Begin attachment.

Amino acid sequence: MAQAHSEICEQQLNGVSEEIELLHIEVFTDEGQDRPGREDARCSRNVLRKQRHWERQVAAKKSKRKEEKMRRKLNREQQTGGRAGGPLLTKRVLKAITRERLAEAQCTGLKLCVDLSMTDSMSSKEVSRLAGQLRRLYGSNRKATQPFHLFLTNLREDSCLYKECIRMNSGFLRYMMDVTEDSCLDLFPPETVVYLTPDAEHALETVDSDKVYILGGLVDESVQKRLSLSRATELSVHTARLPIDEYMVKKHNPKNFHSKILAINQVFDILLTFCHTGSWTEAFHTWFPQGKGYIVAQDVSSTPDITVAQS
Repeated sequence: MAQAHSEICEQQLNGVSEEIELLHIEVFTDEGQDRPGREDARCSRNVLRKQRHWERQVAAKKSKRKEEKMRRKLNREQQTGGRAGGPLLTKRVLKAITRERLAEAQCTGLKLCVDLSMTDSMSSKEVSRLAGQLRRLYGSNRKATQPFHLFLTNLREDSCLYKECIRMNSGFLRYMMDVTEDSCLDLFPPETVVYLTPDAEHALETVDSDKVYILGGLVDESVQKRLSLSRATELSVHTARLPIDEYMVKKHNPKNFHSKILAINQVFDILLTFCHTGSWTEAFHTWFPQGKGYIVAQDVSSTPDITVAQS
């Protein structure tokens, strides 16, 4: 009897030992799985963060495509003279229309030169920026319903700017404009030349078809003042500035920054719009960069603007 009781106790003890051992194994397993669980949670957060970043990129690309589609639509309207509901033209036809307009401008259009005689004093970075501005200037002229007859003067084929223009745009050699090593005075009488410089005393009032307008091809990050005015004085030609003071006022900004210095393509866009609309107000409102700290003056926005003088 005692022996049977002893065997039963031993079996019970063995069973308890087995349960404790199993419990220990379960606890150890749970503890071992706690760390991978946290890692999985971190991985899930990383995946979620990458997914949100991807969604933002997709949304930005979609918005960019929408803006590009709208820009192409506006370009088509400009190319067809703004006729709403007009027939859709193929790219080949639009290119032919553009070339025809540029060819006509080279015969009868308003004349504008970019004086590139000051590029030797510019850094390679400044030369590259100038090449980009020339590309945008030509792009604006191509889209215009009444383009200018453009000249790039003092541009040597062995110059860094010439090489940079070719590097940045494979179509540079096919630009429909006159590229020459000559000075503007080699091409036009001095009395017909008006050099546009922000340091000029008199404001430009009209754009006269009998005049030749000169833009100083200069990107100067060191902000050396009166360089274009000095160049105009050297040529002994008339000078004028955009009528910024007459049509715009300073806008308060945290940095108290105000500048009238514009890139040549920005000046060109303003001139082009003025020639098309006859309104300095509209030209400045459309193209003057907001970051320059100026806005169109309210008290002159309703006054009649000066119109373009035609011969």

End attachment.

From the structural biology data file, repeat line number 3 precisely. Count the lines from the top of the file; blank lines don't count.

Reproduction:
């Protein structure tokens, strides 16, 4: 009897030992799985963060495509003279229309030169920026319903700017404009030349078809003042500035920054719009960069603007 009781106790003890051992194994397993669980949670957060970043990129690309589609639509309207509901033209036809307009401008259009005689004093970075501005200037002229007859003067084929223009745009050699090593005075009488410089005393009032307008091809990050005015004085030609003071006022900004210095393509866009609309107000409102700290003056926005003088 005692022996049977002893065997039963031993079996019970063995069973308890087995349960404790199993419990220990379960606890150890749970503890071992706690760390991978946290890692999985971190991985899930990383995946979620990458997914949100991807969604933002997709949304930005979609918005960019929408803006590009709208820009192409506006370009088509400009190319067809703004006729709403007009027939859709193929790219080949639009290119032919553009070339025809540029060819006509080279015969009868308003004349504008970019004086590139000051590029030797510019850094390679400044030369590259100038090449980009020339590309945008030509792009604006191509889209215009009444383009200018453009000249790039003092541009040597062995110059860094010439090489940079070719590097940045494979179509540079096919630009429909006159590229020459000559000075503007080699091409036009001095009395017909008006050099546009922000340091000029008199404001430009009209754009006269009998005049030749000169833009100083200069990107100067060191902000050396009166360089274009000095160049105009050297040529002994008339000078004028955009009528910024007459049509715009300073806008308060945290940095108290105000500048009238514009890139040549920005000046060109303003001139082009003025020639098309006859309104300095509209030209400045459309193209003057907001970051320059100026806005169109309210008290002159309703006054009649000066119109373009035609011969």